“Having a Unified Development Code is key to implementing the vision laid forth in Spring Hill Rising: 2040, our city’s Comprehensive Plan,” a press release states. “The plan, adopted in 2015, provides mapped and written policy about how land should be managed and how development should occur. The Unified Development Code uses these policies as its base to provide a set of development regulations, generally organized by district, each containing specific regulations key to those policies.”


August 23, 2018

New 650-acre Antioch park to be named Mill Ridge 

Nashville city officials dedicated a 650-acre public park in Antioch on Thursday, the culmination of a years-long planning process.

City officials and Antioch-area boosters said Mill Ridge Park (a name they revealed during Thursday's event) will fill a void for park space in rapidly-growing southeast Nashville.

"Mill Ridge Park establishes a grand-scale park that will be forever preserved for the recreation and enjoyment of the citizens of Southeast Nashville,” Mayor David Briley said in a written statement. "We will make this one of the premiere green spaces in the city.”

Today, the land near Cane Ridge High School is primarily open space.

The park will feature a "destination playground" with water features, picnic pavilions, a fitness loop, a special event lawn and outdoor performance space, trails, restrooms, native grasslands, parking and other amenities.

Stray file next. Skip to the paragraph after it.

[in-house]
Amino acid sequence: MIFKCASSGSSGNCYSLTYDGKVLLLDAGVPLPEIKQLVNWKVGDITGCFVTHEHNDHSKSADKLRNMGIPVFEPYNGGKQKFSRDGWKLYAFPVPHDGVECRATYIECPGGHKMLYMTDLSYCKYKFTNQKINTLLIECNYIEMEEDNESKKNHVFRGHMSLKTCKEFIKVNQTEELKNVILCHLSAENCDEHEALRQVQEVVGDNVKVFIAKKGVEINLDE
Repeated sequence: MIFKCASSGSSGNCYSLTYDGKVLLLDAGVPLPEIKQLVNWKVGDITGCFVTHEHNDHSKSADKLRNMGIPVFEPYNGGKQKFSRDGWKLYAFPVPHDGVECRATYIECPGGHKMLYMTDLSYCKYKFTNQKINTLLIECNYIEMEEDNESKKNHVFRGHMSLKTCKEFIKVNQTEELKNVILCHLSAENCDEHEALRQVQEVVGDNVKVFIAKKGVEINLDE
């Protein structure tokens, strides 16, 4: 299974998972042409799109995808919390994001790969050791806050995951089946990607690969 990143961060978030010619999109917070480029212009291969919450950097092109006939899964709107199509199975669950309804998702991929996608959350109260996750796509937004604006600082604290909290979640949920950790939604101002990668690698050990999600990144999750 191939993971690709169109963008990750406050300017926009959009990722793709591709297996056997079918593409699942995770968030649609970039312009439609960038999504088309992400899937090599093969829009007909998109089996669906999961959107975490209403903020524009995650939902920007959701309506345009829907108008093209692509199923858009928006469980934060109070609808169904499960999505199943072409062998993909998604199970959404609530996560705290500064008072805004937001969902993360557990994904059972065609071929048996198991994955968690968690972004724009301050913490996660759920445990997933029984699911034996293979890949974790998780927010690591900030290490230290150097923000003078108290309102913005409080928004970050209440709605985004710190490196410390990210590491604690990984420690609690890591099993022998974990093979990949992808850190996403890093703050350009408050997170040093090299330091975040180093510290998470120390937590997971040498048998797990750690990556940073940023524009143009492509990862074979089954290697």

August 22, 2018

$30M transit-oriented development in Donelson squashed in narrow Council vote   

A controversial deal to develop the state's first transit-oriented development around Donelson's Music City Star station was killed by Metro Council members late Tuesday.

The body voted 19 to 15 against the plan to stimulate $300 million worth of development with a $30 million public investment. It fell just two votes short of the 21 needed for passage, with one member abstaining and five absentees. 

Concerns prevailed about Metro turning over property taxes for a 145-acre site – along Lebanon Pike, between Park Drive and Stewarts Ferry Pike – to the Metropolitan Development and Housing Agency, which would administer $30 million in public financing for the deal.

MDHA would have collected property tax increases for decades in repayment for loaning tax-increment financing.

Opposing at-large Councilman Bob Mendes said it could lead to more budget problems. Metro officials scrambled this year to cover a $34 million deficit

"This does nothing but suck money out of Metro’s operating budget and we all know that’s how we got to where we are today," Mendes said. "It just digs a deeper hole."

August 21, 2018

Changes planned for downtown Murfreesboro traffic  

A new development will change the layout of the streets and attract more businesses and city growth.

New traffic signals are coming to Broad at Front and Vine streets, which should help significantly with the congested traffic.

Commuters who live there know how hard it is to make a left turn on Front Street onto Broad, but that intersection will soon be gone and a different, more efficient, realignment of Front Street will go in its place.

The plan centers around the Cannonsburgh Village/Historic Bottoms area and includes a pedestrian bridge over Broad.

The new plan also includes a large parking lot centered in the heart of downtown.